Despite periods of higher than normal precipitation in some areas during the summer, the drought pretty much stayed constant in western and south-central Kansas, and parts of southwest Kansas remained under extreme drought conditions, Wilson said.

Every year the KGS and DWR measure the same wells, spread over 48 counties, to determine the long-term behavior of the High Plains aquifer as well as the deeper Dakota aquifer and shallower alluvial aquifers along streams and rivers.

The KGS measures approximately 550 wells in western Kansas each January, and DWR staff from field offices in Stockton, Garden City and Stafford measure about 850 in western and central Kansas. Most of the wells are used for irrigation and many have been measured for decades.

Measurements are taken primarily in January because water levels are least likely to fluctuate when irrigation wells aren't in use. Infrequently, however, later-than-normal pumping due to dry conditions may unduly affect measurement results.

Most of the wells in the network monitored by KGS and DWR are within the boundaries of the state's five Groundwater Management Districts (GMDs), which are organized and governed by area landowners and large-scale water users to address water-resource issues.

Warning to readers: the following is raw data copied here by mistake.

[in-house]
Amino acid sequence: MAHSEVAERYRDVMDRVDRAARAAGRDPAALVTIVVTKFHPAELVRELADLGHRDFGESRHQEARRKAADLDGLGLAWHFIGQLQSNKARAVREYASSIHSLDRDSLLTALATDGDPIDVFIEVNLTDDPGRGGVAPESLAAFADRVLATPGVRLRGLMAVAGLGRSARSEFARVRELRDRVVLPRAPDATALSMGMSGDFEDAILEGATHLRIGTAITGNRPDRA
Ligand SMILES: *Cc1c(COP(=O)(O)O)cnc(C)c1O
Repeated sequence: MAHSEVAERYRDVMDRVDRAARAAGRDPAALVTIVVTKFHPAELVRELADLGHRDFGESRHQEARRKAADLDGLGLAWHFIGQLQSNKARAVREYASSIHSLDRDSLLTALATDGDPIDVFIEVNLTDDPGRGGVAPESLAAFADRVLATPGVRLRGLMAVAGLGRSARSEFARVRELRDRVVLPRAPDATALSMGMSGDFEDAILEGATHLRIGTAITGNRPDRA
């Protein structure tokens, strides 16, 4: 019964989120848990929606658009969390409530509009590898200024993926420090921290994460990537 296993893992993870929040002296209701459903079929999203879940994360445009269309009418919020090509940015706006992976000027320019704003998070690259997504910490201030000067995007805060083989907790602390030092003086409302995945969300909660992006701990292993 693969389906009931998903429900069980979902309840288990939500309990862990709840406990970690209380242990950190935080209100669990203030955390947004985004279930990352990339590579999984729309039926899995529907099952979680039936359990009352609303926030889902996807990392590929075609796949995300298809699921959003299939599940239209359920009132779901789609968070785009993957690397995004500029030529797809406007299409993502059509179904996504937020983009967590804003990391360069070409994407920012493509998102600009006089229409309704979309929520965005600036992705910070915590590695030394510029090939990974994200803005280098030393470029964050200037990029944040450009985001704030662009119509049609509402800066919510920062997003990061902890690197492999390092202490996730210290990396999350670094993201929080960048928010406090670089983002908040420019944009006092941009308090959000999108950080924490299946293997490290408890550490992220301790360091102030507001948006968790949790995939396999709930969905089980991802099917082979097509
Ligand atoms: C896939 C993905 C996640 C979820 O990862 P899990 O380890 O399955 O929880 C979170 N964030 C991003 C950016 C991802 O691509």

In southwestern Kansas GMD 3, the 1.92-foot decline in 2014 was preceded by declines of 2.31 feet in 2013, 3.6 feet in 2012 and 3.7 feet in 2011.

The wells monitored in GMD 3 pull water from the Ogallala aquifer except in a few areas where they draw from the Dakota aquifer. The district includes all or part of Grant, Haskell, Gray, Finney, Stanton, Ford, Morton, Stevens, Seward, Hamilton, Kearny and Meade counties. In 2014, declines were greatest in eastern Stanton County, Haskell and southern Finney counties.

Western Kansas GMD 1 includes portions of Wallace, Greeley, Wichita, Scott and Lane counties, where the majority of wells are drilled into the Ogallala aquifer. In GMD 1, groundwater levels declined 0.62 feet in 2014 compared with 0.79 in 2013 and 1.66 feet in 2012.

Northwest GMD 4, where average water levels declined 0.4 feet in 2014 compared with 0.76 in 2013, covers Sherman, Thomas, Sheridan, and parts of Cheyenne, Rawlins, Decatur, Graham, Wallace, Logan and Gove counties. Groundwater there is pumped mainly from the Ogallala aquifer and alluvial sources.

Big Bend GMD 5 is centered on the Great Bend Prairie aquifer underlying Stafford and Pratt counties and parts of Barton, Pawnee, Edwards, Kiowa, Reno and Rice counties, where the 0.63-foot decline in 2014 followed a 0.55-foot gain in 2013.

Equus Bed GMD 2, where levels declined 1.25 feet in 2014 after rising 2.57 feet in 2013, includes parts of Sedgwick, McPherson, Harvey and Reno counties.

Measurement results are provisional and subject to revision based on additional analysis. The data is scheduled to be available online in late February.

Citation: Groundwater levels decline in western, central Kansas (2015, February 11) retrieved 17 June 2024 from